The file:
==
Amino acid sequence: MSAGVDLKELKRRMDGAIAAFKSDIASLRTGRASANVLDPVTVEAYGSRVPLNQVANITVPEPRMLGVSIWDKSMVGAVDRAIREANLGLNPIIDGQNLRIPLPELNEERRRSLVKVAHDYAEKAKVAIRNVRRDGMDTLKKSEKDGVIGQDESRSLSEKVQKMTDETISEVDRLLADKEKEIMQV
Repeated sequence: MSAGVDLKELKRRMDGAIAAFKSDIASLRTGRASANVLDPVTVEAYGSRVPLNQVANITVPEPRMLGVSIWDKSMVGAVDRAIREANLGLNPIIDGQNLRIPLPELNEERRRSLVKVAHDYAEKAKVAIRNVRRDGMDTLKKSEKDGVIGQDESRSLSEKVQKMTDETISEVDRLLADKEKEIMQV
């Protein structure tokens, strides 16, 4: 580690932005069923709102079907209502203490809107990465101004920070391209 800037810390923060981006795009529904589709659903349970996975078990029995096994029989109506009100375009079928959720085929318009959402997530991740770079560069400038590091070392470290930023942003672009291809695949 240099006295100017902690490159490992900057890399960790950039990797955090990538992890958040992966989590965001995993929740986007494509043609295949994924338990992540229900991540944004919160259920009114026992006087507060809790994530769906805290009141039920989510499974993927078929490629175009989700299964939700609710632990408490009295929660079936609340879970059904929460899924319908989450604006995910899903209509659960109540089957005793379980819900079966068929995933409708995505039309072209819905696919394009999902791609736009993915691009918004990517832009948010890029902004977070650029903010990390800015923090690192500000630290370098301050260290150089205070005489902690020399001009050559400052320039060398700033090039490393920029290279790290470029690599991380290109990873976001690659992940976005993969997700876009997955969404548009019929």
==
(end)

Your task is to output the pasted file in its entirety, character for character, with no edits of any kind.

Amino acid sequence: MSAGVDLKELKRRMDGAIAAFKSDIASLRTGRASANVLDPVTVEAYGSRVPLNQVANITVPEPRMLGVSIWDKSMVGAVDRAIREANLGLNPIIDGQNLRIPLPELNEERRRSLVKVAHDYAEKAKVAIRNVRRDGMDTLKKSEKDGVIGQDESRSLSEKVQKMTDETISEVDRLLADKEKEIMQV
Repeated sequence: MSAGVDLKELKRRMDGAIAAFKSDIASLRTGRASANVLDPVTVEAYGSRVPLNQVANITVPEPRMLGVSIWDKSMVGAVDRAIREANLGLNPIIDGQNLRIPLPELNEERRRSLVKVAHDYAEKAKVAIRNVRRDGMDTLKKSEKDGVIGQDESRSLSEKVQKMTDETISEVDRLLADKEKEIMQV
């Protein structure tokens, strides 16, 4: 580690932005069923709102079907209502203490809107990465101004920070391209 800037810390923060981006795009529904589709659903349970996975078990029995096994029989109506009100375009079928959720085929318009959402997530991740770079560069400038590091070392470290930023942003672009291809695949 240099006295100017902690490159490992900057890399960790950039990797955090990538992890958040992966989590965001995993929740986007494509043609295949994924338990992540229900991540944004919160259920009114026992006087507060809790994530769906805290009141039920989510499974993927078929490629175009989700299964939700609710632990408490009295929660079936609340879970059904929460899924319908989450604006995910899903209509659960109540089957005793379980819900079966068929995933409708995505039309072209819905696919394009999902791609736009993915691009918004990517832009948010890029902004977070650029903010990390800015923090690192500000630290370098301050260290150089205070005489902690020399001009050559400052320039060398700033090039490393920029290279790290470029690599991380290109990873976001690659992940976005993969997700876009997955969404548009019929």